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$\textbf{Question:}$ Let $ u \in L^1(0,1)$ be a nonnegative function. Define $$E_n := \int_0^1 x^n u(x) dx$$ Prove the following inequality, $\forall n \ge 0$, and $\forall k \in [0,n]$, we have $$ E_{n-k} E_k \le E_0 E_n$$

$\textbf{My Attempt:}$ We have, $$ E_0 := \int_0^1 u(x) dx$$

$$E_1= \int_0^1 x u(x) dx$$

$$E_2 = \int_0^1 x^2 u(x) dx$$

Since $x \in (0,1)$, we have $$E_0 \ge E_1 \ge E_2 \dots$$

Thus $$ E_n E_0 \ge E_n E_1 \ge E_n E_2 \ge \dots $$

To show that $E_0 E_n \ge E_k E_{n-k}$, we must show that $$\frac{E_0}{E_k} \ge \frac{E_{n-k}}{E_n}$$

This is equivalent to show that $x^{-k} \ge x^{n-2k}$ which is true as lons as $-k \le n-2k$, which is whenever $k \ge n$.

Is the above proof correct?

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  • $\begingroup$ You lost me going from $\frac{E_0}{E_k} \geq \frac{E_{n-k}}{E_n}$ to $x^{-k} \geq x^{n-2k}$. $\endgroup$
    – aschepler
    Apr 21, 2015 at 1:21
  • $\begingroup$ Ya this part is flawed $\endgroup$ Apr 21, 2015 at 1:25
  • $\begingroup$ My reasoning, which I know isn't entirely correct, is that the ratio would really only depend on the ratio of the integrals of the powers of $x$. $\endgroup$
    – user7090
    Apr 21, 2015 at 1:27

2 Answers 2

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Holder's Inequality: Assume, wlog, that $k\geqslant n-k$. $$ \begin{align} \Big(\int_0^1 x^{n-k}u~\text dx\Big)\Big(\int_0^1x^k u~\text dx\Big) &= \Big(\int_0^1 (x^k)^{\frac{n-k}{k}}u~\text dx\Big)\Big(\int_0^1x^k u~\text dx\Big)\\ &\leqslant \Big(\int_0^1 u~\text dx\Big)^{2-\frac{n}{k}}\Big(\int_0^1 x^ku~\text dx\Big)^{\frac{n-k}{k}}\Big(\int_0^1x^k u~\text dx\Big) \\ & = \Big(\int_0^1 u~\text dx\Big)^{2-\frac{n}{k}}\Big(\int_0^1 (x^n)^{\frac{k}{n}}u~\text dx\Big)^{\frac{n}{k}} \\ & \leqslant \Big(\int_0^1 u~\text dx\Big)^{2-\frac{n}{k}}\Big(\int_0^1 x^nu~\text dx\Big)\Big(\int_0^1 u~\text dx\Big)^{(1-\frac{k}{n})\frac{n}{k}} \\ & = \Big(\int_0^1 u~\text dx\Big)\Big(\int_0^1 x^nu~\text dx\Big)\,. \end{align} $$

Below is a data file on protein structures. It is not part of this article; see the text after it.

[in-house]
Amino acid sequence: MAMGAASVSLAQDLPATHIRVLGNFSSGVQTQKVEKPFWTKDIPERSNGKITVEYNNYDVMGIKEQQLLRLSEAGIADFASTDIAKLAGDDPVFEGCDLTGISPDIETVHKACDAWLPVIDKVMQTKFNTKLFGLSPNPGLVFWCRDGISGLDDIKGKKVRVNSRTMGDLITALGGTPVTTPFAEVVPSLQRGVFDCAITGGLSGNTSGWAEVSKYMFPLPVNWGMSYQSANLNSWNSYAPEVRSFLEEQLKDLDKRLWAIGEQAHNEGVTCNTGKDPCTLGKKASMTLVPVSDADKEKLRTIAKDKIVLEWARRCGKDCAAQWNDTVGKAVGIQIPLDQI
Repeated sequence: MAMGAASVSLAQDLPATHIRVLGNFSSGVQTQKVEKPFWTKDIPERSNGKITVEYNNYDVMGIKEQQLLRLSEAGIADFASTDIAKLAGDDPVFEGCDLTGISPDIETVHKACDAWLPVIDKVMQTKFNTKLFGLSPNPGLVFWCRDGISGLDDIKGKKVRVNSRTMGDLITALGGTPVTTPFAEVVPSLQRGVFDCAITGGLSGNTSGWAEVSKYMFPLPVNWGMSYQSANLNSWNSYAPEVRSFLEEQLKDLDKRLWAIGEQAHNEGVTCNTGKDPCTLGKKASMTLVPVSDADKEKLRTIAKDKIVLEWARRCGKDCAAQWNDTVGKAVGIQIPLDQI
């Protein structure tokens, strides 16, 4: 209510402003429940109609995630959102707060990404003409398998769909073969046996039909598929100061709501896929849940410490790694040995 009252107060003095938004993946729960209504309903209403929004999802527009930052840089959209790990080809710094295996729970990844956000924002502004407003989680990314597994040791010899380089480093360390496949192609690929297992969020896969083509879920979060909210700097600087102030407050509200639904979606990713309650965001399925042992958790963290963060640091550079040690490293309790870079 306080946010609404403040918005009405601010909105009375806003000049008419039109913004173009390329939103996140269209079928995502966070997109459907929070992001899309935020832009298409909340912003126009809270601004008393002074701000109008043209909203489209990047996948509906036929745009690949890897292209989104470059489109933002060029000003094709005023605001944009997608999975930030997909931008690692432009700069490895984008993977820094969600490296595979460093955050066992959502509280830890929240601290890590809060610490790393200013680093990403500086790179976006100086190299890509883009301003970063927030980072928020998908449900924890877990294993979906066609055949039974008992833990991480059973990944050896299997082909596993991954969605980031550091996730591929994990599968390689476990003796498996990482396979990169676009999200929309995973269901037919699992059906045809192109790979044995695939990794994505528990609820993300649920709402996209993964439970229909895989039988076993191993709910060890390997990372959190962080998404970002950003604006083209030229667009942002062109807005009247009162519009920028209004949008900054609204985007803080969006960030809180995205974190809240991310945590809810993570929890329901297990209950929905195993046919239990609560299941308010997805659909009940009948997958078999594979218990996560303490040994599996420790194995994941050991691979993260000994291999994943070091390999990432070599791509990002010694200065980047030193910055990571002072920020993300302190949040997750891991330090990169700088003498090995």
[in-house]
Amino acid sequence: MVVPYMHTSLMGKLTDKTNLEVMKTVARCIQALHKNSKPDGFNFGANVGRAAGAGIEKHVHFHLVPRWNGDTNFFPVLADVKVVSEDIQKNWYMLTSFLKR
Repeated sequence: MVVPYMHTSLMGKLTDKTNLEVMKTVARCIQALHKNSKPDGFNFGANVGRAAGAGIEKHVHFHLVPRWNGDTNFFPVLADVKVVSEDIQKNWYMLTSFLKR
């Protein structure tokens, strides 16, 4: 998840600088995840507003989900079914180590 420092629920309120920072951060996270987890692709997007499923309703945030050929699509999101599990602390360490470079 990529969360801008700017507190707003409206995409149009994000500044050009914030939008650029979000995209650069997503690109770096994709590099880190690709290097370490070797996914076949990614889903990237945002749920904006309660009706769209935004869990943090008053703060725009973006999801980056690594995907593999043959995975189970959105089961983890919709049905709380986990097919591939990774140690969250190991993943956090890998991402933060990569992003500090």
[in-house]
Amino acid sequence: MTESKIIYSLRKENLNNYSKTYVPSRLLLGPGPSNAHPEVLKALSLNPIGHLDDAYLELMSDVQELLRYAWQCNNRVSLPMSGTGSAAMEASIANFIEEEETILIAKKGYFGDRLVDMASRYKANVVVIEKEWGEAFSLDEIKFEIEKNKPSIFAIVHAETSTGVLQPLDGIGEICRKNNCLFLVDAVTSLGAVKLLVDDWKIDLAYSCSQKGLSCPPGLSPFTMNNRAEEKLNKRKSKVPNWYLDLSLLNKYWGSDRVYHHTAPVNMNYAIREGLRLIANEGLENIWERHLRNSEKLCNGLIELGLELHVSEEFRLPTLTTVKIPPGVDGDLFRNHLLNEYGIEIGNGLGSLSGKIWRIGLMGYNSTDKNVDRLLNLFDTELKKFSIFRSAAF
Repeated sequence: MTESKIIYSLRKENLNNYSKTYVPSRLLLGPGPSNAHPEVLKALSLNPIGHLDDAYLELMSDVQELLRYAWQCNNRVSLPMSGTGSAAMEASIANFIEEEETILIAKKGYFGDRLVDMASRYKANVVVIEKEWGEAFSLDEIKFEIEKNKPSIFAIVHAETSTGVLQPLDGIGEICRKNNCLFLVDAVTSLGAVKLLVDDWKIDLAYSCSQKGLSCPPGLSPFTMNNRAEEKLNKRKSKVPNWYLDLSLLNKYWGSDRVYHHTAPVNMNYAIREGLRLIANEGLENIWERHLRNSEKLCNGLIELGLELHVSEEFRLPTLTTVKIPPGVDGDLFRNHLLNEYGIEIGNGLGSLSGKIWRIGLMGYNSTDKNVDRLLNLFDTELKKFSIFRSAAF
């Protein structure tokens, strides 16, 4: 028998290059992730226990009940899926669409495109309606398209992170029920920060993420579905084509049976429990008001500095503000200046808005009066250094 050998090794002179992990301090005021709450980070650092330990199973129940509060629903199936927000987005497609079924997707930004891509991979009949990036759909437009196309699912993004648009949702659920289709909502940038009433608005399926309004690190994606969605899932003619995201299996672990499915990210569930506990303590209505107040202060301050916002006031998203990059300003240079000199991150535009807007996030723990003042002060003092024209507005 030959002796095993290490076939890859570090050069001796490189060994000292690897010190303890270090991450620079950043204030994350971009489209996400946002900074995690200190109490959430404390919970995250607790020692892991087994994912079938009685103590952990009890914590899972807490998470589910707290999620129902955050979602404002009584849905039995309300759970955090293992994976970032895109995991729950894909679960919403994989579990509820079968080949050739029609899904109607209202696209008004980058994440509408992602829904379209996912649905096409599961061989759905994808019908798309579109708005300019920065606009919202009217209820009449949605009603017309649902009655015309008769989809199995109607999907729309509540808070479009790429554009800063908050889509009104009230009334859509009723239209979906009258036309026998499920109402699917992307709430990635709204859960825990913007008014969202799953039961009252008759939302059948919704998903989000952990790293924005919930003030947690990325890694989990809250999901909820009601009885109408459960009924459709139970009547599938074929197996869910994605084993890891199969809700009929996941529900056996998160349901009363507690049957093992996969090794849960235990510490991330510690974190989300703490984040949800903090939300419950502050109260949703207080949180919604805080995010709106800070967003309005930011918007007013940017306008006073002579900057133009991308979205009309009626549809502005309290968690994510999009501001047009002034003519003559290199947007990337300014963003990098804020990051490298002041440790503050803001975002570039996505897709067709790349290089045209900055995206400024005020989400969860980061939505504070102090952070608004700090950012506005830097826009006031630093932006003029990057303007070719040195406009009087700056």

Therefore,

$$\Big(\int_0^1 x^{n-k}u~\text dx\Big)\Big(\int_0^1x^k u~\text dx\Big)\leqslant \Big(\int_0^1 u~\text dx\Big)\Big(\int_0^1 x^nu~\text dx\Big)$$

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  • $\begingroup$ Thought it was hölder's - just couldn't find the p and q. Thanks! Anyway this question is from a graduate qualifying exam. $\endgroup$
    – Ilham
    Apr 21, 2015 at 13:28
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    $\begingroup$ @Ilham, You are welcome. And thanks for letting me know where the question comes from. :) $\endgroup$
    – ki3i
    Apr 21, 2015 at 17:59
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Recall Hölder's inequality for $f$, $g$ non-negative and $\alpha\in[0,1]$: $$ \int f^\alpha g^{1-\alpha}\le\left(\int f\right)^\alpha\left(\int g\right)^{1-\alpha}\tag{*} $$

To relate $E_k$ to $E_n$ and $E_0$ using (*), the obvious thing to try is to find $\alpha$ such that $ \int_0^1 x^ku=\int_0^1 (x^nu)^\alpha (u)^{1-\alpha}$. The only choice is $\alpha=k/n$. Hölder then gives $$ E_k \le E_n^{k/n} E_0^{1-k/n}.\tag1 $$ Apply (1) with $k$ replaced by $n-k$ to obtain $$ E_{n-k}\le E_n^{1-k/n}E_0^{k/n}.\tag2 $$ Multiplying (1) and (2) gives the result.

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